Let's face it: We live in a world of double standards. Democrats can freely insult women in degrading sexist terms and it’s shooed away as a meaningless slip of the tongue. It's galling, but Huckabee shouldn't have needed a focus group to tell him that he could expect no such tolerance and every utterance would be interpreted in the least charitable light. He is to be commended for trying to take the war to the enemy. But he needs to know more about the enemy.

This brings us to Clausewitz’s Second Principle for Waging the War on Women: Conservatives should talk about contraception only in terms of religious liberty and the very real negative consequences which will follow from the Health and Human Resources Department contraception mandate. There are plenty of arguments to make. The mandate will very likely make contraception more expensive for the uninsured, and it will restrict women’s ability to customize their health insurance, (for more see this amicus brief filed by the Independent Women’s Forum). It violates the fundamental idea that the government ought not force people to violate their religious convictions. A cogent, hard-hitting, policy-oriented attack is harder for Democrats to refute. Huckabee was right not to be timid, but he would have done better if he'd stuck with facts.

Others in the GOP should take note. They cannot continue to give Democrats openings like this. Don't make the mistake of misunderstanding the stakes. We got a look at how the Democrats plan to play the “war on women” game for the midterms and beyond during President Obama’s soporific State of the Union address. The women in the president’s party looked as if they were attending a funeral until the president mentioned the phony 77-cent gender wage gap.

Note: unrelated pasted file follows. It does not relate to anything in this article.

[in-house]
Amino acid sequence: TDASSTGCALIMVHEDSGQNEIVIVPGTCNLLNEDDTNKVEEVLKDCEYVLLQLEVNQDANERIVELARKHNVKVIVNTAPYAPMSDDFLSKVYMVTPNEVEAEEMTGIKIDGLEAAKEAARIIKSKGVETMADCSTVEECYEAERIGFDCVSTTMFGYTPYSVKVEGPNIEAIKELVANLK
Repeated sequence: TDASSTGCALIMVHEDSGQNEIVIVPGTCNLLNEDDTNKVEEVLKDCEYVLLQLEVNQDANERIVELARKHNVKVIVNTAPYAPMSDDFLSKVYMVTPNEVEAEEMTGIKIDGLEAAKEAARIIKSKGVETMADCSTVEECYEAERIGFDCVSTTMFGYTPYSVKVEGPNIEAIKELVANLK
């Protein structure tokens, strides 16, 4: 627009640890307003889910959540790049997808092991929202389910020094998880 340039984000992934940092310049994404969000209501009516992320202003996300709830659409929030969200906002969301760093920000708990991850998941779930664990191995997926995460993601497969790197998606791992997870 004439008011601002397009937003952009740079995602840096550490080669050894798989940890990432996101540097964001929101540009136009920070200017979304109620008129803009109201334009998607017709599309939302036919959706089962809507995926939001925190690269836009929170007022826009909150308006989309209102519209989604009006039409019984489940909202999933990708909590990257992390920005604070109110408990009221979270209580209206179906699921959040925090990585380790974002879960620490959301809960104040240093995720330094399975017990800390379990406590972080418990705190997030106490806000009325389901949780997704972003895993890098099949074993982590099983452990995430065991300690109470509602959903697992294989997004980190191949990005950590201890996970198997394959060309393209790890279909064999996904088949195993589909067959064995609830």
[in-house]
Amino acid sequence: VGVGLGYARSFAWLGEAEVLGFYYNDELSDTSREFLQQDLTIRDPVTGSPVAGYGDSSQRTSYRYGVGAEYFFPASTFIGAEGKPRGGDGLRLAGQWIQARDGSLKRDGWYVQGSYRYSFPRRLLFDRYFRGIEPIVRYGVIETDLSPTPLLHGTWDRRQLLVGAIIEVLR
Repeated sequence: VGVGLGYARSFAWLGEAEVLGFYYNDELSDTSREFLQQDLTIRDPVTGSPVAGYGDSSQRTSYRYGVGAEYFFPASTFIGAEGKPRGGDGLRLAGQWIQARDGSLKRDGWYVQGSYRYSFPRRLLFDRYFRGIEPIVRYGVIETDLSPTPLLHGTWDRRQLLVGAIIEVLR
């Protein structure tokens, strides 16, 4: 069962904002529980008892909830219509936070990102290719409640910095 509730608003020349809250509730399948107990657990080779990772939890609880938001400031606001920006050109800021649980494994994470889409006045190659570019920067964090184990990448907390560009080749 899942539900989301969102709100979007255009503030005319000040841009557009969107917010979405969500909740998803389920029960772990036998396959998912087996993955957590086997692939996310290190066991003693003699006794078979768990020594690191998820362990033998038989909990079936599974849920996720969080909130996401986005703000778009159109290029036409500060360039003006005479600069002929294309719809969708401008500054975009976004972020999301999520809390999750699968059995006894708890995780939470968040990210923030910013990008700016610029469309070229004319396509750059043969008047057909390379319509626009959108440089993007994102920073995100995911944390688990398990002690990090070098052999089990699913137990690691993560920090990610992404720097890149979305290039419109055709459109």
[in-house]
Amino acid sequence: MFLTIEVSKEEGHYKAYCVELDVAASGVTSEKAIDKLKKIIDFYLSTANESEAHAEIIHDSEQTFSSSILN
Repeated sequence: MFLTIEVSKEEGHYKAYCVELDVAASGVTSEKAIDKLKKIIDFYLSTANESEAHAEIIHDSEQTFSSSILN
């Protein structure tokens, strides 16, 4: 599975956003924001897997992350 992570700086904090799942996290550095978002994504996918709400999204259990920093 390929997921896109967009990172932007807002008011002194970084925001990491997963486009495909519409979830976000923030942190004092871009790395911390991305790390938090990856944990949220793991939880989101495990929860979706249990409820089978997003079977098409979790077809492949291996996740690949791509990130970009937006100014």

Women legislators, who heretofore had been spending the longest hour in American political life trying—often unsuccessfully—not to get caught on camera looking as if they were attending their best friend’s funeral, came to life. They jumped to their feet. They clapped their hands. They hugged each other. The previously glowering Rep. Rosa DeLauro, who is co-sponsoring the Family and Medical Insurance Leave Act, was wreathed in smiles.

I suspect a lot of the women in the House chamber Tuesday night know that the 77-cent figure, widely debunked by the Independent Women’s Forum, feminist scribe Hanna Rosin, and the U.S. Labor Department, among others, is obsolete. Who cares? Dang, that 77-cent gap sure is phony, but we love it!

Clausewitz Principle Three: Correct these misstatements but be responsive to the idea that many women are not on board with our policies–yet. It was arguably a missed chance when Rep. Cathy McMorris Rodger, who gave the Republican response to the SOTU, didn't set the record straight. But we'll have all too many opportunities to do this, and she accomplished something more important. She projected an optimistic, upbeat image and she made the case for Republican principles. She didn't get us a news cycle devoted to Republicans being forced to talk about what-she-really-meant-to-say.

Clausewitz Principle Four: The "war on women" is a phony war. It was concocted cynically as political strategy. Don't hesitate to say this–just don't say it quite like the Huck said it.